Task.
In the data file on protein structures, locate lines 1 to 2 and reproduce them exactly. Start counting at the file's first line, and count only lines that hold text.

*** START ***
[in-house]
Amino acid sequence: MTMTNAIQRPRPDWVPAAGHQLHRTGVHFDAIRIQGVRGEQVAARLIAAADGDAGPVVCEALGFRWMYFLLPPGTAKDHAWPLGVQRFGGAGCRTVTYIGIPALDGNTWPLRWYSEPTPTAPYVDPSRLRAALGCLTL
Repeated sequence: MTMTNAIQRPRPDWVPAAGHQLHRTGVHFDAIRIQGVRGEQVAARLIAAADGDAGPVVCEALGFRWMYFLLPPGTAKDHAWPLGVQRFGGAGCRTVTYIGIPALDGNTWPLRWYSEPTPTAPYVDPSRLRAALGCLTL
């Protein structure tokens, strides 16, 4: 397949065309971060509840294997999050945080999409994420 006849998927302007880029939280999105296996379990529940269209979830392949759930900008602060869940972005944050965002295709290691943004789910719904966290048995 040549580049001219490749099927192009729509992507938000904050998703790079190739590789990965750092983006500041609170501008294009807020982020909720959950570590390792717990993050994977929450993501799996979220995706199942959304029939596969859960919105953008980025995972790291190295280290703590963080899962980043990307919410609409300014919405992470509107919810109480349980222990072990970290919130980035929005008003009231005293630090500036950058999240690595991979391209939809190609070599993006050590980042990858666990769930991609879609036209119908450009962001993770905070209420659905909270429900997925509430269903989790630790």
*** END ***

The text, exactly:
[in-house]
Amino acid sequence: MTMTNAIQRPRPDWVPAAGHQLHRTGVHFDAIRIQGVRGEQVAARLIAAADGDAGPVVCEALGFRWMYFLLPPGTAKDHAWPLGVQRFGGAGCRTVTYIGIPALDGNTWPLRWYSEPTPTAPYVDPSRLRAALGCLTL